It's taken me two weeks, 6,000 miles, and Mark Zuckerberg, to finally get what Benjamin Netanyahu was telling Barack Obama - and the world - in Washington those six days in May.
But first, a note of background. Netanyahu knows what Israelis think. His every move in Washington was choreographed by extensive polling. He knows what Israelis would like to see as an eventual solution for the Middle East conflict, what they'd prefer to see happen in the West Bank.
Netanyahu knows that the critical mass of Israelis want to see what the president was advocating - Israeli-Palestinian negotiations based on the twinned outlines of the pre-1967 war Green Line border and land exchanges agreed upon by the two sides, "so that secure and recognized borders are established for both states."
So why did Netanyahu seize on the "'67 borders and mutually agreed swaps" issue and couple it so immediately and effectively to the annihilation of Israel and the Jews therein? Why did he so consciously and so effectively misrepresent Obama's position as advocating withdrawal to the '67 border? So effectively that Mitt Romney lost no time in declaring that Obama had "thrown Israel under a bus" and Likud MK Danny Danon likened Obama to Yasser Arafat, saying the president had adopted the late Palestinian leader's "plan for Israel's destruction."
Why did Netanyahu so quickly turn to Facebook to publicly and officially slam Obama even before the prime minister was wheels down for his news cycle triathlon at the White House, at AIPAC, and before a Joint Session of Congress?
It was only when I came across a recent statement by Mark Zuckerberg, that Netanyahu's performance began to make sense to me. The Facebook founder was explaining a personal challenge he'd set for himself this year, a way of "being thankful for the food I have to eat."
"This year," Zuckerberg told Fortune magazine, "I've basically become a vegetarian since the only meat I'm eating is from animals I've killed myself." Zuckerberg's neighbor, Palo Alto chef Jesse Cool, advised the social network tycoon on his slaughter of a pig and a goat, which, the magazine noted, he then cooked and ate.
At long last, it struck me, what Netanyahu's been trying to do here. The prime minister has put us all on notice: Benjamin Netanyahu will not take part in any peace process that he cannot kill by himself.
The prime minister knows what Israelis want, but he's made a firm decision not to give it to them. He wants to stay prime minister, but he also wants to make sure that there is no peace process, and, crucially, that he won't be the one who's blamed.
Which brings me to the 6,000 miles. I was in Atlanta, on an airport stopover, when I came across a debate over the '67 borders on the opinion pages of the Journal-Constitution.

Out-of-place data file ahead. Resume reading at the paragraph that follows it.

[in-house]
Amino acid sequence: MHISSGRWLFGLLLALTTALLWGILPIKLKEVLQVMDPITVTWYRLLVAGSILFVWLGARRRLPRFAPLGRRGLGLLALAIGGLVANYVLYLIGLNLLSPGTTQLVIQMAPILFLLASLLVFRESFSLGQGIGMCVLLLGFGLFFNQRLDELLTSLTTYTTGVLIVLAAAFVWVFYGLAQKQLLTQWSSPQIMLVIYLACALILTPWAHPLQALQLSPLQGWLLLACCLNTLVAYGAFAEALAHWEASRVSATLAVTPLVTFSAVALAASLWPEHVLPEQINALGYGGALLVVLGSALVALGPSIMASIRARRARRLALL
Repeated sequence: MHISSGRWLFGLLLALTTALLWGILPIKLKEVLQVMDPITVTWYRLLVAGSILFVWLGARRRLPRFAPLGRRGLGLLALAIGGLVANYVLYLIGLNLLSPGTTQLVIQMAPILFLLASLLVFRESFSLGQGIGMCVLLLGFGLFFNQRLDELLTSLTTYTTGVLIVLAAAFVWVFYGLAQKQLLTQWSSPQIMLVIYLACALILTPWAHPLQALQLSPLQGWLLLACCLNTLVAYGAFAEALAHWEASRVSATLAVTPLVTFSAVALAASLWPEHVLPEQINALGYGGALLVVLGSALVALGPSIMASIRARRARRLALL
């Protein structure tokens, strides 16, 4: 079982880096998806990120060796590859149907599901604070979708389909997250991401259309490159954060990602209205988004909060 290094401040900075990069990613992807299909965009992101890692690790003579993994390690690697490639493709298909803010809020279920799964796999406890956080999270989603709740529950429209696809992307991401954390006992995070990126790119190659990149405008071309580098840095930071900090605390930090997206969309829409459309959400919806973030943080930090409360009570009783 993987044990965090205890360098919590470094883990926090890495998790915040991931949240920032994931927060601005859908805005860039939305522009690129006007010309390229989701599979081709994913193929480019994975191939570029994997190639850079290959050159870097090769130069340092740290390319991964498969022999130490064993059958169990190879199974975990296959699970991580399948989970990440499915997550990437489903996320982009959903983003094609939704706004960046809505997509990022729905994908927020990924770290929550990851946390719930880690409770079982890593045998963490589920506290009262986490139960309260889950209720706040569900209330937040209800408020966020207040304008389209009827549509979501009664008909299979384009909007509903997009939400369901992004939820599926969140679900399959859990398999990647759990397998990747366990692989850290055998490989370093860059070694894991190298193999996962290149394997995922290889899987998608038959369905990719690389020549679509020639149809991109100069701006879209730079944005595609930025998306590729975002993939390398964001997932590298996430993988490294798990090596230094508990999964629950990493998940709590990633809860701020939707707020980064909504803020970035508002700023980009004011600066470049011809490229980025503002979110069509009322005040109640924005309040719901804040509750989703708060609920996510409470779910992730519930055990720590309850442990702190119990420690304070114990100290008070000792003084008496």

If Netanyahu wants to deflect blame over the failure of the peace process, he may now be able to enlist an unlikely ally: the Palestinians, and moderates, at that. When Palestinian lawmaker Mustafa Barghouthi attacked the concept of mutually agreed swaps as "a euphemism for forcing a bad deal on Palestinian negotiators," his first target was not Netanyahu, but Obama. Netanyahu, having delighted Republicans by casting the president as anti-Israel, can now leverage the Washington trip into having Palestinians and hard leftists dismiss Obama as being in Israel's pocket.
I learned something else in Atlanta as well. Waiting in the long line to enter immigration, I was talking to some fellow passengers about Netanyahu, Americans, when a young Israeli behind us said to me, in Hebrew, "Tell them - tell them that there's never going to be peace. That all the Arabs want to do is to exterminate us. That's why we can't say yes to this. Tell them."
"Let's say, for the sake of argument, that you're right," I said. "What do you propose for the millions of Palestinians who live in Judea and Samaria and East Jerusalem and don’t think it's Israel, and will never think so?"
"Like Bibi said. They're going to have to go to a country of their own."
Had he been listening to the same Netanyahu speech as the rest of us? Turns out, he was. The man behind me in line explained, referencing a quote from the address to Congress. It was this one:
"Palestinians from around the world should have a right to immigrate, if they so choose, to a Palestinian state. This means that the Palestinian refugee problem will be resolved outside the borders of Israel."
Which the Israeli behind me understood to mean, "Those people in Judea, Samaria, and East Jerusalem. If they donlt like it, they're going to leave." End of problem. End of Palestine. End of peace.
No waiting, either. Everywhere you look, analyses herald the Death of Peace.
At last, it all makes sense. Netanyahu has found a way to keep his father happy, keep the settlers at bay, keep AIPAC delirious, and keep his job.
Who, in the end, is really the New Arafat? Who is the man who would rather dither, duck and weave indefinitely than say the one, tough, crucial Yes? Who is the man who extols peace even as his aides, under his direction, take steps to make it ever more distant?
In speaking out of both sides of his mouth in the service of obstructionism, Netanyahu turns out to resemble Yasser Arafat even more than he does Yitzhak Shamir. The prime minister's sense of history is finally clear. He has come to bury peace, not to praise it, and bury it he has, in ringing tones, to the tune of standing ovations from Congress and the coalition. He believes he's found the formula. And maybe he's right. For Benjamin is an honorable man. So are they all, all honorable men.
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